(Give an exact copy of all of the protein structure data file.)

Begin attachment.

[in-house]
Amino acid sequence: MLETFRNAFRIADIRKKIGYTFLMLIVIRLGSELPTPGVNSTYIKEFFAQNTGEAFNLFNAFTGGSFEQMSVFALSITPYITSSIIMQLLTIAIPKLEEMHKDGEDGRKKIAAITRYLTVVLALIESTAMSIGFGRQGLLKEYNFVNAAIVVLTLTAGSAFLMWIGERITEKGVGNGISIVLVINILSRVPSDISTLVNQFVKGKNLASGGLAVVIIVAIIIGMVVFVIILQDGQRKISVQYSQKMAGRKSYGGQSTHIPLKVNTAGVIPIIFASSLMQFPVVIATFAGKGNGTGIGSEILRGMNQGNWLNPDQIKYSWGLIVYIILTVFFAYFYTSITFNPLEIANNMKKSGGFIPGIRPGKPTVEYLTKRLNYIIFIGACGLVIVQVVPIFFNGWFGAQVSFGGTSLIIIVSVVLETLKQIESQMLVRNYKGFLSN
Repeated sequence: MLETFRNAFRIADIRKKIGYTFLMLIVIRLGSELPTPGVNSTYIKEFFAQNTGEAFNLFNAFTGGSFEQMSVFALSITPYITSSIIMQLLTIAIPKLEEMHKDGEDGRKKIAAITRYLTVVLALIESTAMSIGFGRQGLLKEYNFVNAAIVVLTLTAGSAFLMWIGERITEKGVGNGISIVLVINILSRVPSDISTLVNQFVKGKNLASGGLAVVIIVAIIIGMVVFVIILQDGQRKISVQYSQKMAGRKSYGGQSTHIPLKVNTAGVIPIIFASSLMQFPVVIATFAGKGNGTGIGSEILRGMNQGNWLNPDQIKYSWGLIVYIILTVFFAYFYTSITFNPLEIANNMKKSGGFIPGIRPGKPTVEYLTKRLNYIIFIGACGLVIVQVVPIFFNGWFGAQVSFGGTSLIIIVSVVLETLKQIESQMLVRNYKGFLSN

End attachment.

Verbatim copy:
[in-house]
Amino acid sequence: MLETFRNAFRIADIRKKIGYTFLMLIVIRLGSELPTPGVNSTYIKEFFAQNTGEAFNLFNAFTGGSFEQMSVFALSITPYITSSIIMQLLTIAIPKLEEMHKDGEDGRKKIAAITRYLTVVLALIESTAMSIGFGRQGLLKEYNFVNAAIVVLTLTAGSAFLMWIGERITEKGVGNGISIVLVINILSRVPSDISTLVNQFVKGKNLASGGLAVVIIVAIIIGMVVFVIILQDGQRKISVQYSQKMAGRKSYGGQSTHIPLKVNTAGVIPIIFASSLMQFPVVIATFAGKGNGTGIGSEILRGMNQGNWLNPDQIKYSWGLIVYIILTVFFAYFYTSITFNPLEIANNMKKSGGFIPGIRPGKPTVEYLTKRLNYIIFIGACGLVIVQVVPIFFNGWFGAQVSFGGTSLIIIVSVVLETLKQIESQMLVRNYKGFLSN
Repeated sequence: MLETFRNAFRIADIRKKIGYTFLMLIVIRLGSELPTPGVNSTYIKEFFAQNTGEAFNLFNAFTGGSFEQMSVFALSITPYITSSIIMQLLTIAIPKLEEMHKDGEDGRKKIAAITRYLTVVLALIESTAMSIGFGRQGLLKEYNFVNAAIVVLTLTAGSAFLMWIGERITEKGVGNGISIVLVINILSRVPSDISTLVNQFVKGKNLASGGLAVVIIVAIIIGMVVFVIILQDGQRKISVQYSQKMAGRKSYGGQSTHIPLKVNTAGVIPIIFASSLMQFPVVIATFAGKGNGTGIGSEILRGMNQGNWLNPDQIKYSWGLIVYIILTVFFAYFYTSITFNPLEIANNMKKSGGFIPGIRPGKPTVEYLTKRLNYIIFIGACGLVIVQVVPIFFNGWFGAQVSFGGTSLIIIVSVVLETLKQIESQMLVRNYKGFLSN